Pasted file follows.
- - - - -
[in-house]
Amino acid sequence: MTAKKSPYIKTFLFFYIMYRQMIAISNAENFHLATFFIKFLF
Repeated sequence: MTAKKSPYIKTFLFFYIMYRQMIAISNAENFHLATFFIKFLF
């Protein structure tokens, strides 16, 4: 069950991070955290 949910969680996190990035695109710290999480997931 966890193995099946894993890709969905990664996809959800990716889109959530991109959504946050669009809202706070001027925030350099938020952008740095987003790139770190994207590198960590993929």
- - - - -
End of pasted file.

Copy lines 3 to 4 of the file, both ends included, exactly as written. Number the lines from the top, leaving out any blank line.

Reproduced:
Repeated sequence: MTAKKSPYIKTFLFFYIMYRQMIAISNAENFHLATFFIKFLF
């Protein structure tokens, strides 16, 4: 069950991070955290 949910969680996190990035695109710290999480997931 966890193995099946894993890709969905990664996809959800990716889109959530991109959504946050669009809202706070001027925030350099938020952008740095987003790139770190994207590198960590993929």